Starbucks reported record revenue in the April-June period, benefitting from hundreds of new stores and higher prices. The Seattle-based coffee giant said its revenue rose 9% to $8.2 billion, a quarterly record. That surpassed Wall Street’s forecast. Global same-store sales, or sales at stores open at least a year, rose 3%, which was just shy of Wall Street’s expectations. Starbucks said traffic was slower, mostly due to continuing closures in China. But customers spent more when they visited. Starbucks said its net income fell 21% as the company spent more on labor, worker training and supply chain costs.
Airbnb posts 2Q profit of $379 million on record bookings
Airbnb is reporting a profit of $379 million for the second quarter, and it says bookings were a record. The company also said Tuesday it will spend up to $2 billion to buy its own stock, something that usually drives up the price of shares. The results were a reversal from losses in the second quarter of both last year and 2019. Airbnb is benefitting from the increase in travel and the exodus of workers from offices, which frees them to work from just about anywhere they can get Internet access. Airbnb says bookings in the second quarter were about one-fourth higher than last year and the second quarter of 2019.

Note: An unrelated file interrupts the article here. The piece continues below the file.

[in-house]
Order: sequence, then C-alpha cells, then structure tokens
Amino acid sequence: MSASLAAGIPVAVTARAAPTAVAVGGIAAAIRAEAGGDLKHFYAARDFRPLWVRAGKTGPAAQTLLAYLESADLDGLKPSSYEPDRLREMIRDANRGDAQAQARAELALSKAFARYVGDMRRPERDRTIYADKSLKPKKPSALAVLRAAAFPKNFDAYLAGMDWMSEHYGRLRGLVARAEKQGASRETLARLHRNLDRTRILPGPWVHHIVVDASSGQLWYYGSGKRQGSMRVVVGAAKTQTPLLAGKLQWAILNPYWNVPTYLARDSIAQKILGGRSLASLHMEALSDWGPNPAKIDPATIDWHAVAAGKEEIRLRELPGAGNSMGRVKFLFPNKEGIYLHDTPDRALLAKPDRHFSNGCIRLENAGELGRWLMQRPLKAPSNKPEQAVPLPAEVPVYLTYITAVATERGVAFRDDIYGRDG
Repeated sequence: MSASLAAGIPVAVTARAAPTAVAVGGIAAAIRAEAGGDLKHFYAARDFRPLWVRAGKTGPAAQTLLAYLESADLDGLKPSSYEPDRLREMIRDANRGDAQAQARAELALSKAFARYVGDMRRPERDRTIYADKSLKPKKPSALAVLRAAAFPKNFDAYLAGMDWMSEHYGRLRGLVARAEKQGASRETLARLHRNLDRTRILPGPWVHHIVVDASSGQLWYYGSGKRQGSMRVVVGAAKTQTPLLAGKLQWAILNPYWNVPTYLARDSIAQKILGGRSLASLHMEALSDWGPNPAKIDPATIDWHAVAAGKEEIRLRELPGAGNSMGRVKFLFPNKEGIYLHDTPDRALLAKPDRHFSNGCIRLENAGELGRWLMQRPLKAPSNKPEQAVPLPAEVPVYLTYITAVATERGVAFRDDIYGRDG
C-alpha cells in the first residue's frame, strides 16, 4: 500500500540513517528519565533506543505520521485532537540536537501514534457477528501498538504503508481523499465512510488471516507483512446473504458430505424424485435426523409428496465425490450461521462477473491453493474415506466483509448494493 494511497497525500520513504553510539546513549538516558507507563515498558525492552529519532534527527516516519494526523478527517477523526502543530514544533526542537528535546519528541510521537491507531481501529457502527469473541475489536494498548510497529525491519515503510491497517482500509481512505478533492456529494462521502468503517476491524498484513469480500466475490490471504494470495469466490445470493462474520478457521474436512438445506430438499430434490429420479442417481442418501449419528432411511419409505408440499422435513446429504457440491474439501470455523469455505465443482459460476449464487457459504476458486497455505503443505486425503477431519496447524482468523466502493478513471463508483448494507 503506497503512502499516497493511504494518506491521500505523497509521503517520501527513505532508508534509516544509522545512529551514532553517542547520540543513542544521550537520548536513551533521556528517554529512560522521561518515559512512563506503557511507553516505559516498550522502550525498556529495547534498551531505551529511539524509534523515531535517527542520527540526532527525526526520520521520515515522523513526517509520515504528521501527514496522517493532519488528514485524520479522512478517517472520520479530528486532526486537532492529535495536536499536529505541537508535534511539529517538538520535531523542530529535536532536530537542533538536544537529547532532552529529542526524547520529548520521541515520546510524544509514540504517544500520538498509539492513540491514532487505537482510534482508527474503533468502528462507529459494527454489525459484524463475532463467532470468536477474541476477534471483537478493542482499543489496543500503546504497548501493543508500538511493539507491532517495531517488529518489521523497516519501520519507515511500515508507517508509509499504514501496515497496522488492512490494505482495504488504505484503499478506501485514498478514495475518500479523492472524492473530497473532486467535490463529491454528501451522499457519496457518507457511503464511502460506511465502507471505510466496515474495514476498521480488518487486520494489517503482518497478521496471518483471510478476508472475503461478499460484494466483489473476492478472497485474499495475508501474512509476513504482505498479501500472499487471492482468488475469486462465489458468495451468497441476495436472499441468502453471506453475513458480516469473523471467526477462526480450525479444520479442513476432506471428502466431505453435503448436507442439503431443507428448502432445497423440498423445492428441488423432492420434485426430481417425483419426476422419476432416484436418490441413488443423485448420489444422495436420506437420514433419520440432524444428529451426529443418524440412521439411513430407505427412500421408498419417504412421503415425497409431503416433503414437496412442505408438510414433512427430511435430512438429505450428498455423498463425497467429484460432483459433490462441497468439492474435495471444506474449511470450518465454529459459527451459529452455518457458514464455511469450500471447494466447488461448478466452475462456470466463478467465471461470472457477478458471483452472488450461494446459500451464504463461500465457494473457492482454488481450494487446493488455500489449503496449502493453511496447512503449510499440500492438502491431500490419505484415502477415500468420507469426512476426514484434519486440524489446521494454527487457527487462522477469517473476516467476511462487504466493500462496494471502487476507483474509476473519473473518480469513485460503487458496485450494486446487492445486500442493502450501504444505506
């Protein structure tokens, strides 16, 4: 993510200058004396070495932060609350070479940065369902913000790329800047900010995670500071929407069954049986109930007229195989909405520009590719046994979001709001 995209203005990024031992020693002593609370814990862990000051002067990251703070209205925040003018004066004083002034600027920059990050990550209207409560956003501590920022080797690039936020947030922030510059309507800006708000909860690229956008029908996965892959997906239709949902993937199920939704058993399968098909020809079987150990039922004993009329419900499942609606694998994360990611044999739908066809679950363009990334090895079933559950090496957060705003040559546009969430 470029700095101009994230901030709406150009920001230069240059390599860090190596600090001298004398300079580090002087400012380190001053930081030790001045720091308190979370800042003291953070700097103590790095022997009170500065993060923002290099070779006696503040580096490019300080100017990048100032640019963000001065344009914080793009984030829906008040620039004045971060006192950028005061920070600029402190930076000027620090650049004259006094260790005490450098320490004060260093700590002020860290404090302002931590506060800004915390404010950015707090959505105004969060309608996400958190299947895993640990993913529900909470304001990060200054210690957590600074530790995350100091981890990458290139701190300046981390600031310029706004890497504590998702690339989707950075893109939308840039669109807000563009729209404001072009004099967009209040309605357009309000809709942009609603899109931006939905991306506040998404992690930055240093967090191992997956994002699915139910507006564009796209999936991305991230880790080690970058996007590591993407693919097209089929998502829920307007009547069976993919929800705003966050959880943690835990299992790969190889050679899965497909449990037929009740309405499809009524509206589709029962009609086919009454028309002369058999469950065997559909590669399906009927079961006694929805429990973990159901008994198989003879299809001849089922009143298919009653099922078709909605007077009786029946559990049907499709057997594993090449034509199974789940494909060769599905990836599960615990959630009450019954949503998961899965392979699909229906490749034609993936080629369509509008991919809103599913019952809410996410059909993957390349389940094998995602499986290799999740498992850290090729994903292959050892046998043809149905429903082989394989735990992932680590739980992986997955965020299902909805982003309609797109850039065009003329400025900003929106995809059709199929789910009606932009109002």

Uber’s stock surges on positive trends despite big Q2 loss
SAN FRANCISCO (AP) — Uber’s effort meld its pioneering ride-hailing service with food and freight delivery showed signs of progress during the past quarter, even though the company sustained a huge loss stemming from a sharp decline in its outside investments. Rather than dwell on Uber’s second-quarter loss of $2.6 billion announced Tuesday, investors celebrated the San Francisco-based company reaching a significant milestone. The good news came under a key metric known as free cash flow. Uber generated $382 million in cash during the April-June period, marking the first quarter the company’s 13-year history that it hasn’t hemorrhaged money. The breakthrough helped lift Uber’s slumping stock by nearly 17%.
The S&P 500 dropped 27.44 points, or 0.7%, to 4,091.19. The Dow Jones Industrial Average fell 402.23 points, or 1.2%, to 32,396.17. The Nasdaq shed 20.22 points, or 0.2%, to 12,348.76. The Russell 2000 index of smaller companies dipped 0.86 points, or less than 0.1%, to 1,882.45.